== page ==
Large Gap Peripheral Nerve Repair in a Non-Human Primate Model: Improving Outcomes Utilizing Photochemical Tissue Bonding (PTB) with Acellular Nerve Allograft (ANA)
Marek A. Hansdorfer, M.D.1, Jane M. Tsui, M.D.1, Marco Visaggio, M.D.1, Gem G. Runyan, M.S.1, Mark A. Randolph, M.A.S1, William S. David, M.D., Ph.D.2, Reiner B. See, M.D.2, Ian L. Valerio, M.D., M.S., M.B.A.3, Jonathan M. Winograd, M.D.1, Robert W. Redmond, Ph.D.4.
1Division of Plastic and Reconstructive Surgery, Massachusetts General Hospital, Harvard Medical School, Boston, MA, USA, 2Department of Neurology, Massachusetts General Hospital, Harvard Medical School, Boston, MA, USA, 3Department of Plastic and Reconstructive Surgery, The Ohio State University Wexner Medical Center, Columbus, OH, USA, 4Wellman Center for Photomedicine, Massachusetts General Hospital, Harvard Medical School, Boston, MA, USA.
Segmental peripheral nerve deficits are challenging injuries associated with poor outcomes. While these injuries afflict civilians (e.g. Boston Marathon Bombing), they have become increasingly prevalent in combat trauma since the advent of improvised explosive devices. Standard of care large-gap (>3cm) reconstruction requires nerve autograft. Alternatives are sought in clinical scenarios where donor limb is not available (e.g. multiple extremity trauma) or donor site morbidity (e.g. painful neuroma formation, loss of function) makes autograft use suboptimal. A variety of alternatives have been proposed including allografts and conduits. Photochemical tissue bonding (PTB) as an alternative to traditional suture neurorrhaphy has been extensively studied in the rodent sciatic nerve model. PTB carries several advantages: reduction of needle trauma, prevention of axonal escape, and a water-tight seal to contain neuroregenerative factors and exclude inflammatory invasion. We report a non-human primate study which recapitulates human anatomy, allows for objective quantitative functional outcomes testing, electrophysiology and histomorphometry. The purpose of this study is to evaluate whether PTB can elevate the performance of acellular nerve allograft (ANA) to that of standard of care autograft/suture.
Nineteen rhesus macaques underwent 4cm proximal radial nerve defect creation in the right upper extremity, the radial nerve transected proximally at the humeral spiral groove, distally prior to the branch to brachioradialis. The radial nerve was selected as it is responsible for an isolated function with no input from other nerves. Three repair techniques were evaluated: n=6 autograft/suture, n=6 ANA/suture, n=7 ANA photosealed in place with light-activated human amnion wraps (PTB). An objective functional outcome test was conceived using an apparatus that accurately measured the degree of wrist extension as a function of time after surgery [Figure 1A]. Electromyography (EMG) was performed at 0, 120, 240, and 365 days (euthanasia). Histomorphometry and muscle mass retention were analyzed at euthanasia.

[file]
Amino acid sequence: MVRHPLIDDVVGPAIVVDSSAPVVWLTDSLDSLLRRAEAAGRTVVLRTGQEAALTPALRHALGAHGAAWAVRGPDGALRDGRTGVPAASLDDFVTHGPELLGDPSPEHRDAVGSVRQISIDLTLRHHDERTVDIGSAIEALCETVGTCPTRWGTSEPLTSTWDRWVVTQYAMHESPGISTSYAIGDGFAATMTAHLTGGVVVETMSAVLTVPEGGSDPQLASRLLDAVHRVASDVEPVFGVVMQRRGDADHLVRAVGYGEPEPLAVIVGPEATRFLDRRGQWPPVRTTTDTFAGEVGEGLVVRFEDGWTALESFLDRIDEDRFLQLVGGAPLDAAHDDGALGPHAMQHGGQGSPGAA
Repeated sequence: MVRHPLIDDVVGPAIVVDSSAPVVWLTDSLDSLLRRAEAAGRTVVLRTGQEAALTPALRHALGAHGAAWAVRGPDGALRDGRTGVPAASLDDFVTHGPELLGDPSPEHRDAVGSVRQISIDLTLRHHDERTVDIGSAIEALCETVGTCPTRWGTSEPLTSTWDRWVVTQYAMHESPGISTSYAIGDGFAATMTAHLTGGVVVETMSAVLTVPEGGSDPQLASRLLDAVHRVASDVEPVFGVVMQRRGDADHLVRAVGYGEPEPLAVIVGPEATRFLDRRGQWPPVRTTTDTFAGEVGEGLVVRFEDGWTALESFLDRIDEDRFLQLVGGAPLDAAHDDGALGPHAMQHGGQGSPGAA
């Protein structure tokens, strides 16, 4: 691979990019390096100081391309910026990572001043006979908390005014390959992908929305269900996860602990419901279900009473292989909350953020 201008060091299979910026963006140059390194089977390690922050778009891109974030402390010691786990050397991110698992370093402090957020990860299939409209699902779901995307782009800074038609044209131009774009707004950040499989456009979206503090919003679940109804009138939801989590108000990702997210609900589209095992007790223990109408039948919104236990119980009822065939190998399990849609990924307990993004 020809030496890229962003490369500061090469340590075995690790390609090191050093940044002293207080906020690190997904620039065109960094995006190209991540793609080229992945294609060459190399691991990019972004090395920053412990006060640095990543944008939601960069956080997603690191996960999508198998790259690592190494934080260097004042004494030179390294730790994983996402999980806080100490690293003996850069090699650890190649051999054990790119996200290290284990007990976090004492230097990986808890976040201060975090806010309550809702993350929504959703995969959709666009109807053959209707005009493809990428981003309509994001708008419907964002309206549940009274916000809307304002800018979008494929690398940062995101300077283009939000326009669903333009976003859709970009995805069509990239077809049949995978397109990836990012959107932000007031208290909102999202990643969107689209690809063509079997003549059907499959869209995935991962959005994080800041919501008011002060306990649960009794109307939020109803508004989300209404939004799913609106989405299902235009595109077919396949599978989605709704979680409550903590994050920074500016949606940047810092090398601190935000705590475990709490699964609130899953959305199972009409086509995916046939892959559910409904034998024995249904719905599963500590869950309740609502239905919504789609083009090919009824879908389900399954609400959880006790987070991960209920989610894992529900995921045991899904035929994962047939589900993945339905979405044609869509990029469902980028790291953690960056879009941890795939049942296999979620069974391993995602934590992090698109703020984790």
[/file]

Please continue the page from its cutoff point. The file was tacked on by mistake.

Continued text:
Average loss of wrist extension was 88.3±8.2° after radial nerve defect creation [Figure 1B-C]. Autograft group animals recovered 82.0° of extension by 7 months [Figure 1D,F]. Wrist extension recovery was modestly slower, as expected, in the ANA groups, however, by 8 months the ANA/PTB group recovered 63.0° of extension [Figure 1 E-F] with no difference in recovery of baseline EMG amplitude as compared to controls (Avance/PTB=75.81% vs. autograft/suture=65.06%). If recovery follows current trajectory, we expect ANA/PTB to demonstrate equivalent outcomes to the autograft/suture group at one year.
This radial nerve defect model improves upon existing animal models by allowing for large nerve gap testing in a primate model more analogous to the clinical large nerve gap injury in humans. ANA/PTB group functional recovery lagged modestly behind autograft/suture (by as long as 8 weeks) but is approaching equivalence at 8 months. EMG recovery is similar at 8 months. This preliminary data confirms PTB as a promising technique to improve outcomes of large nerve gap reconstruction in combination with autograft (previously demonstrated) and with acellular nerve allograft.
Back to 2019 Abstracts